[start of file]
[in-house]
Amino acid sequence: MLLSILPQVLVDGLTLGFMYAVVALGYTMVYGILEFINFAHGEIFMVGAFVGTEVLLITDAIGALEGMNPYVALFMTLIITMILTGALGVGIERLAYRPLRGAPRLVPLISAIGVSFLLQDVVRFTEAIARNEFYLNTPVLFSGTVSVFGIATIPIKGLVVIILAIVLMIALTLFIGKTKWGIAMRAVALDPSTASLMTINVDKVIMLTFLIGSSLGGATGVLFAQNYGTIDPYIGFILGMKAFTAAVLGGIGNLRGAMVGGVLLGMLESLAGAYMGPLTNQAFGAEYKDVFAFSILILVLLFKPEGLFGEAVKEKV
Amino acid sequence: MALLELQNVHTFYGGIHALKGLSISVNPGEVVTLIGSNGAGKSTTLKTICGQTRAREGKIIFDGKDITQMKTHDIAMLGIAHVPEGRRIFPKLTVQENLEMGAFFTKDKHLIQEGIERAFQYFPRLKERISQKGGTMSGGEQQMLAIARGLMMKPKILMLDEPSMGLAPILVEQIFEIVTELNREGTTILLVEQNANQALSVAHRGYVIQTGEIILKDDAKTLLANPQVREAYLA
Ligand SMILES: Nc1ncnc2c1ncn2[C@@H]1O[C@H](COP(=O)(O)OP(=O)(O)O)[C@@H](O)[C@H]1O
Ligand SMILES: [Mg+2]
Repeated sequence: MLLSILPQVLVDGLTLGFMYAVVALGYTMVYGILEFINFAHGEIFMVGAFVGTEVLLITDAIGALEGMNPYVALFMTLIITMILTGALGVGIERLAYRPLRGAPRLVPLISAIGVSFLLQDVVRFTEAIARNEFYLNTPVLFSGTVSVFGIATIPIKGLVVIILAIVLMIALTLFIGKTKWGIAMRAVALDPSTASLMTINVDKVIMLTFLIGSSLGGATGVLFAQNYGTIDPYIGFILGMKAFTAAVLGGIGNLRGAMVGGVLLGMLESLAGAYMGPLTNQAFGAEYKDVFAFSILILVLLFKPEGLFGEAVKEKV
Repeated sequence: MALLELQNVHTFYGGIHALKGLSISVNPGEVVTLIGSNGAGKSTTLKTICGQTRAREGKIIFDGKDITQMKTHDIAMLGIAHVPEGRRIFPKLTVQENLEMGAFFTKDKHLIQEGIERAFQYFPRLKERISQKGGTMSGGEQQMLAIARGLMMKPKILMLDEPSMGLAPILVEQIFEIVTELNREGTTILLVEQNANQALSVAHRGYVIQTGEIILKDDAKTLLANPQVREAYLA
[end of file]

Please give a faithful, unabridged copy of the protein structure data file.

[in-house]
Amino acid sequence: MLLSILPQVLVDGLTLGFMYAVVALGYTMVYGILEFINFAHGEIFMVGAFVGTEVLLITDAIGALEGMNPYVALFMTLIITMILTGALGVGIERLAYRPLRGAPRLVPLISAIGVSFLLQDVVRFTEAIARNEFYLNTPVLFSGTVSVFGIATIPIKGLVVIILAIVLMIALTLFIGKTKWGIAMRAVALDPSTASLMTINVDKVIMLTFLIGSSLGGATGVLFAQNYGTIDPYIGFILGMKAFTAAVLGGIGNLRGAMVGGVLLGMLESLAGAYMGPLTNQAFGAEYKDVFAFSILILVLLFKPEGLFGEAVKEKV
Amino acid sequence: MALLELQNVHTFYGGIHALKGLSISVNPGEVVTLIGSNGAGKSTTLKTICGQTRAREGKIIFDGKDITQMKTHDIAMLGIAHVPEGRRIFPKLTVQENLEMGAFFTKDKHLIQEGIERAFQYFPRLKERISQKGGTMSGGEQQMLAIARGLMMKPKILMLDEPSMGLAPILVEQIFEIVTELNREGTTILLVEQNANQALSVAHRGYVIQTGEIILKDDAKTLLANPQVREAYLA
Ligand SMILES: Nc1ncnc2c1ncn2[C@@H]1O[C@H](COP(=O)(O)OP(=O)(O)O)[C@@H](O)[C@H]1O
Ligand SMILES: [Mg+2]
Repeated sequence: MLLSILPQVLVDGLTLGFMYAVVALGYTMVYGILEFINFAHGEIFMVGAFVGTEVLLITDAIGALEGMNPYVALFMTLIITMILTGALGVGIERLAYRPLRGAPRLVPLISAIGVSFLLQDVVRFTEAIARNEFYLNTPVLFSGTVSVFGIATIPIKGLVVIILAIVLMIALTLFIGKTKWGIAMRAVALDPSTASLMTINVDKVIMLTFLIGSSLGGATGVLFAQNYGTIDPYIGFILGMKAFTAAVLGGIGNLRGAMVGGVLLGMLESLAGAYMGPLTNQAFGAEYKDVFAFSILILVLLFKPEGLFGEAVKEKV
Repeated sequence: MALLELQNVHTFYGGIHALKGLSISVNPGEVVTLIGSNGAGKSTTLKTICGQTRAREGKIIFDGKDITQMKTHDIAMLGIAHVPEGRRIFPKLTVQENLEMGAFFTKDKHLIQEGIERAFQYFPRLKERISQKGGTMSGGEQQMLAIARGLMMKPKILMLDEPSMGLAPILVEQIFEIVTELNREGTTILLVEQNANQALSVAHRGYVIQTGEIILKDDAKTLLANPQVREAYLA